Somehow there came to be general acceptance that no idea is a bad idea. We live in free-thinking times, where no one wants to become the person famous for initially rubbishing what turned out to be a brilliant, unorthodox concept.
But there are in fact such things as bad ideas. The world is full of them, and following revelations that discussions have been reignited about the All Blacks potentially playing the Kangaroos in some hybrid version of rugby/rugby league later this year, there is now one more bad idea among us.
This was a bad idea when it was first mooted in 2017 and just as bad now, even if the Twittersphere is getting its rocks off about it, loving the inane pursuit of imagining the rules and line-ups.
But social media is a safe haven for bad ideas. It's an incubator for stupidity – a place for idiocy to run free without repercussion.
Thankfully, while New Zealand Rugby boss Mark Robinson has confirmed that talks about this game have been held, it would appear he has not granted the concept immunity from proper, sensible deliberation purely on the basis it will make money.
NZR has entertained the pitch, heard it through and already worked out that it's a catastrophically bad idea without feeling the need to publicly state that it's a catastrophically bad idea.
There are, however, reports in Australia that the concept is dead and this should bring significant relief to those who feared that bad ideas could gain traction in the post-Covid financial carnage.
Now that professional rugby is in such dire financial straits NZR could feasibly rationalise that any idea which generates significant revenue has to be considered a good idea.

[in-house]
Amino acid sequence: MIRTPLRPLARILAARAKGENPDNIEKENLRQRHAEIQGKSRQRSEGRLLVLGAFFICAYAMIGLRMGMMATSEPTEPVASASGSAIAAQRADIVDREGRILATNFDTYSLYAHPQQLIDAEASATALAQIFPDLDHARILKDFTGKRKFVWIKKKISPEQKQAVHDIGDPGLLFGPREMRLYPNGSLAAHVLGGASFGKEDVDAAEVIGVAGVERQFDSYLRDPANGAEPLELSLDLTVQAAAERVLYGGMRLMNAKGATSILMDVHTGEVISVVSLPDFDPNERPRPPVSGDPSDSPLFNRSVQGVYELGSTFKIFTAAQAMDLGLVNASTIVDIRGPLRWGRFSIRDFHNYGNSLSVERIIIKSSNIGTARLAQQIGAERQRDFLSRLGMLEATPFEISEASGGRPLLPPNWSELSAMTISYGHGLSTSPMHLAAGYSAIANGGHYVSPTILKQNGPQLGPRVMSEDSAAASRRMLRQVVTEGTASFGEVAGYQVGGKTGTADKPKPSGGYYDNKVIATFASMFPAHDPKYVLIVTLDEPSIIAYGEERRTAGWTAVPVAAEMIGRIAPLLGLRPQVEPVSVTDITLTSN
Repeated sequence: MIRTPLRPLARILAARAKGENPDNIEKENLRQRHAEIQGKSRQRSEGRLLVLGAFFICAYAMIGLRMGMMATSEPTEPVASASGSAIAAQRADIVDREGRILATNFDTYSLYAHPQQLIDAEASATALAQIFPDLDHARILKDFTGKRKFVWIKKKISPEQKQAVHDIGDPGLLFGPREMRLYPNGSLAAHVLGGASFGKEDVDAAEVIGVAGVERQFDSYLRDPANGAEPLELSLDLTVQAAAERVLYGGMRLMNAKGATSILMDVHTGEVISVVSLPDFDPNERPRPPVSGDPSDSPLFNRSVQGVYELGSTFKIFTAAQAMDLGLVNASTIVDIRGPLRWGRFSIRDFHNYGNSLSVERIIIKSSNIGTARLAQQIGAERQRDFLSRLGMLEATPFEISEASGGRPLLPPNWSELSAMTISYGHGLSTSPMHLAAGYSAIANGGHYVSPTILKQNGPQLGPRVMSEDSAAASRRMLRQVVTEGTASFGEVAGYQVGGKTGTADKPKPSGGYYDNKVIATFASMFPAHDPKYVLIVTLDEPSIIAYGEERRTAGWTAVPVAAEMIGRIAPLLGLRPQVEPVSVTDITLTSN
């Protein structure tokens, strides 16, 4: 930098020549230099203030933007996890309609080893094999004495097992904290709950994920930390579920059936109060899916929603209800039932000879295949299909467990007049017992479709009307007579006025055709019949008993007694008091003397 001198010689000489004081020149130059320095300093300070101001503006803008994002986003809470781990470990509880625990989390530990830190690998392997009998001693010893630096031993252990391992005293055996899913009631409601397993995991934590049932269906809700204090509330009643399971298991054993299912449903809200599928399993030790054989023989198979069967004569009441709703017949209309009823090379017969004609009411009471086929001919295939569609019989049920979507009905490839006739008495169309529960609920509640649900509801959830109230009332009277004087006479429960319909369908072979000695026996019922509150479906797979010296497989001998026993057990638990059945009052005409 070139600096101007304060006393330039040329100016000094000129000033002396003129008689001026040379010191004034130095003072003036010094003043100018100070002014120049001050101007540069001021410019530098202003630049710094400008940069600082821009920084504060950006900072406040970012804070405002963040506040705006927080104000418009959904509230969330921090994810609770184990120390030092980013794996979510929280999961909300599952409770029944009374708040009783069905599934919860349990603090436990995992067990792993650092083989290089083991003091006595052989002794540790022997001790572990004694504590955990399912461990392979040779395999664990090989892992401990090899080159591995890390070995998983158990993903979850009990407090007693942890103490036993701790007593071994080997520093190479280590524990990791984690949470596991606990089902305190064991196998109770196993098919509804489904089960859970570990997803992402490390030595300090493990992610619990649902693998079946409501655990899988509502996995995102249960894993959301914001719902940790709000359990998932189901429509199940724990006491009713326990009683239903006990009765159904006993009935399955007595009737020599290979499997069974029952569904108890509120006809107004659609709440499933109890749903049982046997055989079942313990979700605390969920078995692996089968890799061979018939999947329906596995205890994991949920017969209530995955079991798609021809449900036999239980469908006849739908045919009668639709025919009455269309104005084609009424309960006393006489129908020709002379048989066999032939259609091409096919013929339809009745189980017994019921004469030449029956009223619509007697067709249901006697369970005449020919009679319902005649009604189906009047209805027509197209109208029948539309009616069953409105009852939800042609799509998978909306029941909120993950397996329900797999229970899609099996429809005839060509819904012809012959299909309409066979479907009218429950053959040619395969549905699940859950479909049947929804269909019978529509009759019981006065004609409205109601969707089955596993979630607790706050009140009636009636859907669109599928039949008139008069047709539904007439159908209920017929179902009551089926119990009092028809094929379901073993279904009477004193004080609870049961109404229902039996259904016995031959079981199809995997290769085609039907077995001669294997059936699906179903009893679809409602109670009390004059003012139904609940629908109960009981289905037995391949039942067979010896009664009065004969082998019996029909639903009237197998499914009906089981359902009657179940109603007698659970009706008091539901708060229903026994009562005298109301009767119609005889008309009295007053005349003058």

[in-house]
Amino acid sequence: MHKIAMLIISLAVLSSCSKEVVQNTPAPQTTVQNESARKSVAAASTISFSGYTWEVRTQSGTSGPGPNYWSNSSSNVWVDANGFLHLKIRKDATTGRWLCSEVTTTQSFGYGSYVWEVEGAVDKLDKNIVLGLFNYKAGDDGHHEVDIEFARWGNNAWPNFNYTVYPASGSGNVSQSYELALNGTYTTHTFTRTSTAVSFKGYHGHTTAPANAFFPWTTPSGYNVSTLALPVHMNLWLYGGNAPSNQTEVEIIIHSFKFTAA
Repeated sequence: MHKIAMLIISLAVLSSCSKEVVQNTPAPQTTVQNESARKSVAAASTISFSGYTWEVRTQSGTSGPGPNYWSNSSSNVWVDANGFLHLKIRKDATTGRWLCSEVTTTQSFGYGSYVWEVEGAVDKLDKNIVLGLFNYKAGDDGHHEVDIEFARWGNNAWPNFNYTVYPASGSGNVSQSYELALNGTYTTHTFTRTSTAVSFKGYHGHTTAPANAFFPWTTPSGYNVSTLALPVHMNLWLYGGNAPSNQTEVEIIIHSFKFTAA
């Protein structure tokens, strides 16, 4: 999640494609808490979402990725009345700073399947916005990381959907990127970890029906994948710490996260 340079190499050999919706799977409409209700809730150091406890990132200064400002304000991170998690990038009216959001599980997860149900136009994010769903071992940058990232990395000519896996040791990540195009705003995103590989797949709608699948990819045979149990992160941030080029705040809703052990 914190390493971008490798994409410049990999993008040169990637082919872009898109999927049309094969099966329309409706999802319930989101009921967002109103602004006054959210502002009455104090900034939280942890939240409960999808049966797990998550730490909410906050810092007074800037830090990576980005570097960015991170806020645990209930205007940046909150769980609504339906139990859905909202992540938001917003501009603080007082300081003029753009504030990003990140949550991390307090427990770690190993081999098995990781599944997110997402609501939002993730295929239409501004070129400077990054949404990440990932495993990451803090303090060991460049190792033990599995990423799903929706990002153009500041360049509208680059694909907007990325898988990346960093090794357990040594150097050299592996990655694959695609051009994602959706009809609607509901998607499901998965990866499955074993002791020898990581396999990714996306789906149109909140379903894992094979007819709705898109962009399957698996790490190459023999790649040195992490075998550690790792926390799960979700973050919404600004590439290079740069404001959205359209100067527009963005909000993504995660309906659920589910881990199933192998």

Balance sheet pain needs to be alleviated and so, how could anything that sticks a few million dollars on the bottom line possibly be considered a bad idea?
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For the avoidance of doubt and to help NZR firm in their belief that they should absolutely reject the offer of a hybrid game, there are multiple reasons why this concept is a terrible idea.
Sport needs context and meaning and particularly so when it is played at international level.
The emotional investment that players make in each test they play is huge and they do it because there is 100-plus years of history tied up in the jerseys they wear.
There are hundreds who have gone before them, literally bleeding for the cause.
Fans need that same context to buy in. There has to be a reason why they should care about the outcome and it comes from that same depth of history and understanding of what defeat or victory will mean to them.
Test football comes with an emotional authenticity that makes it all work and the All Blacks have built a special and treasured legacy playing rugby that matters while the Kangaroos have done the same in their world.
Bringing them together is a gimmick. There is no recognised platform on which to sell the integrity of the contest and on that basis, these two worlds should never collide.
If they ever did, it would be tacky, contrived and ultimately disrespectful to the proud heritage of both teams.
Reputation and legacy matter and both would be compromised by playing a made-up version of rugby/rugby league. No one would care who won or at least they shouldn't as why would it matter?
What could be gained from playing a non-recognised sport in a one-off contest? Nothing good certainly and that's why if this game ever goes ahead, it would be nothing more than a crass fleecing of fair dinkum league fans who will be told they need a bit of variation in their NRL diet.
Exhibition sport does nothing for anyone, except maybe humiliate those who take part.
Disgraced sprinter Ben Johnson once agreed to run against a horse and the fact he did, made him a loser long before he finished behind his four-legged foe.
It would be the same for the All Blacks. Their credibility would be damaged by taking part because we would all inevitably be forced to ask what else are they willing to do purely to generate cash?
Playing the Kangaroos would signal that they are open to anything and everything if it makes them money and so why not produce licensed All Blacks vaping kits?
If cannabis is legalised in the upcoming referendum, why not get into that? Legalised cannabis will be big business and if ethics, morality and brand reputation are no longer a concern, then why not slap the All Blacks name on a bag of dope and clip the ticket?
Agreeing to a hybrid game would remove the need to uphold integrity in all future decisions and hence it would be a logical progression to seeing licensed All Blacks marijuana.
There needs to be a major rethink about no idea being a bad idea.